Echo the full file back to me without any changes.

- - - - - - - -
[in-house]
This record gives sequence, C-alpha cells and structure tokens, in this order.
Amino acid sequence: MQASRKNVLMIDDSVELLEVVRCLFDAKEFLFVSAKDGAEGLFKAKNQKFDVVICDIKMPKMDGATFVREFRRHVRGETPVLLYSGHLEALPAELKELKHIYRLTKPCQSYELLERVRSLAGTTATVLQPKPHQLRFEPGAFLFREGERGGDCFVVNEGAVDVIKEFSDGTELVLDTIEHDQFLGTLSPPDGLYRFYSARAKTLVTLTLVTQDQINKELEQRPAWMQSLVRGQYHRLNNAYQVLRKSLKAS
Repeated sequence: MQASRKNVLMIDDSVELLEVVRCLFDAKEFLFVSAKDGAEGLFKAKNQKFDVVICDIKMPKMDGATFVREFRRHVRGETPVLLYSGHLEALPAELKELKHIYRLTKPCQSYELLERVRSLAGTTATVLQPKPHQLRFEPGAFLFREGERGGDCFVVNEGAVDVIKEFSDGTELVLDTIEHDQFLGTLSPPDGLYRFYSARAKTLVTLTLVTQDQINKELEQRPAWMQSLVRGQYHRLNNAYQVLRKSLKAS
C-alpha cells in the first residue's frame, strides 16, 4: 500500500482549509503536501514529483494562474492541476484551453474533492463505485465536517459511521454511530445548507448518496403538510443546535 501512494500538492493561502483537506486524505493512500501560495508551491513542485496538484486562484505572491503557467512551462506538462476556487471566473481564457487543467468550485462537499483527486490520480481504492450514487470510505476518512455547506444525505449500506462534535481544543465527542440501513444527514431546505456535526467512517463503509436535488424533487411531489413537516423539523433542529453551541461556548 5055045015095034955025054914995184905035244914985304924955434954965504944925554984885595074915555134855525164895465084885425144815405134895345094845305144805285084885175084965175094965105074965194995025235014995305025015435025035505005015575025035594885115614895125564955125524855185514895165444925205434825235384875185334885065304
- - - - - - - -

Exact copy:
[in-house]
This record gives sequence, C-alpha cells and structure tokens, in this order.
Amino acid sequence: MQASRKNVLMIDDSVELLEVVRCLFDAKEFLFVSAKDGAEGLFKAKNQKFDVVICDIKMPKMDGATFVREFRRHVRGETPVLLYSGHLEALPAELKELKHIYRLTKPCQSYELLERVRSLAGTTATVLQPKPHQLRFEPGAFLFREGERGGDCFVVNEGAVDVIKEFSDGTELVLDTIEHDQFLGTLSPPDGLYRFYSARAKTLVTLTLVTQDQINKELEQRPAWMQSLVRGQYHRLNNAYQVLRKSLKAS
Repeated sequence: MQASRKNVLMIDDSVELLEVVRCLFDAKEFLFVSAKDGAEGLFKAKNQKFDVVICDIKMPKMDGATFVREFRRHVRGETPVLLYSGHLEALPAELKELKHIYRLTKPCQSYELLERVRSLAGTTATVLQPKPHQLRFEPGAFLFREGERGGDCFVVNEGAVDVIKEFSDGTELVLDTIEHDQFLGTLSPPDGLYRFYSARAKTLVTLTLVTQDQINKELEQRPAWMQSLVRGQYHRLNNAYQVLRKSLKAS
C-alpha cells in the first residue's frame, strides 16, 4: 500500500482549509503536501514529483494562474492541476484551453474533492463505485465536517459511521454511530445548507448518496403538510443546535 501512494500538492493561502483537506486524505493512500501560495508551491513542485496538484486562484505572491503557467512551462506538462476556487471566473481564457487543467468550485462537499483527486490520480481504492450514487470510505476518512455547506444525505449500506462534535481544543465527542440501513444527514431546505456535526467512517463503509436535488424533487411531489413537516423539523433542529453551541461556548 5055045015095034955025054914995184905035244914985304924955434954965504944925554984885595074915555134855525164895465084885425144815405134895345094845305144805285084885175084965175094965105074965194995025235014995305025015435025035505005015575025035594885115614895125564955125524855185514895165444925205434825235384875185334885065304